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Evaluators’ Varied Roles in Collective Impact

Person wearing many hats to represent varied roles

Over the next few months, we’ll be releasing a series of blogs on topics we’ll be presenting on at the American Evaluation Association’s (AEA) annual meeting, which will be in Atlanta, GA October 24-29. You can learn more about the meeting, including how to register here.

Google “Collective Impact” and you’ll get roughly 1.8 million hits (including this blog). Although collective impact (CI) is just one path out of many, it is clear the framework has taken hold as a means to tackle complex problems through a systemic lens. By their nature, however, CI initiatives are complex and emergent. The often include a mix of policy, practice, program, and alignment strategies that engage many different organizations and stakeholders. Moreover, it is not uncommon to have a diverse array of stakeholders, including funders, in the mix.

As CI grows, many different leaders are building our understanding of how to best support the work through evaluation. One thing we have come to realize is that, as varied and complex as CI initiatives are, so are the roles of their evaluators. We can be learning partners, developers of shared measurement systems, strategy partners, or even systems partners, helping align evaluation and learning throughout the system. Because of this, our effectiveness as evaluators depends on understanding which roles are needed and when, as well as how to balance these multiple roles.

Person wearing many hats to represent varied rolesIn addition to traditional formative and summative evaluation in a CI context, an evaluator may also be a:

  1. Developmental evaluator, providing real-time learning focused on supporting innovation in a complex context;
  2. Facilitator, helping partners develop and test a collective theory of change, use data to make better decisions, or align systems across evaluations;
  3. Data collector/analyzer, helping to support problem definition, identify and map the stakeholders in the system, or vet possible solutions and understand their potential for improving outcomes;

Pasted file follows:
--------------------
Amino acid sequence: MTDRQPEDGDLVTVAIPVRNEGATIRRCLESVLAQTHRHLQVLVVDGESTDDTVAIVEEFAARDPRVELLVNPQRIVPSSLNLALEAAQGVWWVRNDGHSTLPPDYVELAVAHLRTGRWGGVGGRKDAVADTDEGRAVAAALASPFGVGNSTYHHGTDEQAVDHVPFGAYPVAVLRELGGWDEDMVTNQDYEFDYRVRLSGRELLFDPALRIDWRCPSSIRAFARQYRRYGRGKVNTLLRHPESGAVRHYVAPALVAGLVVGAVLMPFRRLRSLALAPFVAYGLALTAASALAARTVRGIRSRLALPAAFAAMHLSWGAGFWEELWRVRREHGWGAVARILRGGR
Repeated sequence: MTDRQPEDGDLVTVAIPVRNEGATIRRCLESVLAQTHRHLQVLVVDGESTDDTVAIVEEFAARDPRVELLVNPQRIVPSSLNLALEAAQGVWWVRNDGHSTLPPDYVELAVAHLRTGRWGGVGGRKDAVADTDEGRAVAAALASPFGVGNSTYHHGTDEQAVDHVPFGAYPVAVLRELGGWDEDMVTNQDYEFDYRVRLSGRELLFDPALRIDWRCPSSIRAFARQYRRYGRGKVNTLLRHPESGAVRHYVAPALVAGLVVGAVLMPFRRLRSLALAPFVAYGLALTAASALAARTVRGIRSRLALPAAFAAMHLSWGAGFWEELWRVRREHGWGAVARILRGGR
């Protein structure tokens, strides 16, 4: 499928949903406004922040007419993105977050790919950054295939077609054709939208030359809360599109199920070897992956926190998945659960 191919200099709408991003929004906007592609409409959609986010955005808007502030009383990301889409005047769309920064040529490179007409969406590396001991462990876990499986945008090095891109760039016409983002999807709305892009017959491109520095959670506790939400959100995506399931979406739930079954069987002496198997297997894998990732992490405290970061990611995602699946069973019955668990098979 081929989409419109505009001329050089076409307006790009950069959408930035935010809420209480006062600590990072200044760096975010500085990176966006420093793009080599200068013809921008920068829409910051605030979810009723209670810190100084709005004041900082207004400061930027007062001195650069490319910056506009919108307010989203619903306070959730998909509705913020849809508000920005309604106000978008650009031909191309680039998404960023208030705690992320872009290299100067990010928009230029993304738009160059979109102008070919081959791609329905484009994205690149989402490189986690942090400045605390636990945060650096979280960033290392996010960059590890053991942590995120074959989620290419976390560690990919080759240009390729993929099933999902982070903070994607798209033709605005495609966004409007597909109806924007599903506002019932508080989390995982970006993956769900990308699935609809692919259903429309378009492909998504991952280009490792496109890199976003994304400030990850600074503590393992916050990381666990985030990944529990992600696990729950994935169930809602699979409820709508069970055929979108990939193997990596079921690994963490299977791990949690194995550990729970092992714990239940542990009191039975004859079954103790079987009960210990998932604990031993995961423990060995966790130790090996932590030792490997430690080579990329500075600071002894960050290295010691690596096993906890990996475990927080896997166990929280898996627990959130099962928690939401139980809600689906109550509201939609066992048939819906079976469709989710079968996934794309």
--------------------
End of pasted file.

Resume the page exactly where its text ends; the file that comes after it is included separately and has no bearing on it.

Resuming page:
4. Developer of system-level measures of collective capacity and impact, as well as evaluator of process of CI, providing feedback on how to strengthen it; and/or
  5. Creator of a shared measurement system, including adapting core measures to local contexts.

This October, I have the privilege to present on this topic at the American Evaluation Association’s annual meeting with Hallie Preskill from FSG, Ayo Atterberry from the Annie E. Casey Foundation, Meg Hargreaves from Community Science, and Rebecca Ochtera here at Spark Policy. Our presentation will look at the varied roles evaluators play in the CI context. It will also look at what funders and initiatives look for from the CI evaluation teams, exploring how knowing how to navigate these varied roles can help evaluation support system change, leading to more effective evaluation activities.

Interested in learning more? Join us at our presentation: The many varied and complex roles of an evaluator in a collective impact initiative!

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How do you know if you’re getting the best quality in your evaluations?

How do you know if you’re getting the best quality in your evaluations?

RigorQuality in evaluation used to be defined as rigor (and sometimes still is), with rigor meaning the competence of the evaluator, the legitimacy of the process and, of course, applying the best research methods to the collection and analysis of data. These are important, but they don’t count as an all-encompassing definition of quality, particularly in complex, adaptive settings where evaluation partners with strategy.

If we cannot count of these measures to define quality, what are alternative ways of understanding if your evaluation is high quality? Hallie Preskill from FSG and I will be joining forces at the American Evaluation Association’s annual conference this Friday to explore this issue. We are proposing that the concept of “rigor” (and thus what you can look for in your evaluations) can – and should – be redefined as:

  • Balancing whether the evaluation is useful, inclusive of multiple perspectives, unbiased, accurate, and timely.
  • The quality of the learning process, including whether it engages the people who need the information when they need the information.
  • The quality of the thinking, including whether the evaluation engages in deep analysis, seeks alternative explanations, situates findings within the literature, and uses systems thinking.
  • The credibility and legitimacy of the findings, including whether people are confident in the ‘truth’ being presented.
  • Responsiveness to the cultural context, including the integration of stakeholders’ values and definitions of success, as well as who helps to interpret the findings.

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Are you attending the annual conference? Come join us for an interactive discussion on how to reframe rigor and quality in your evaluations.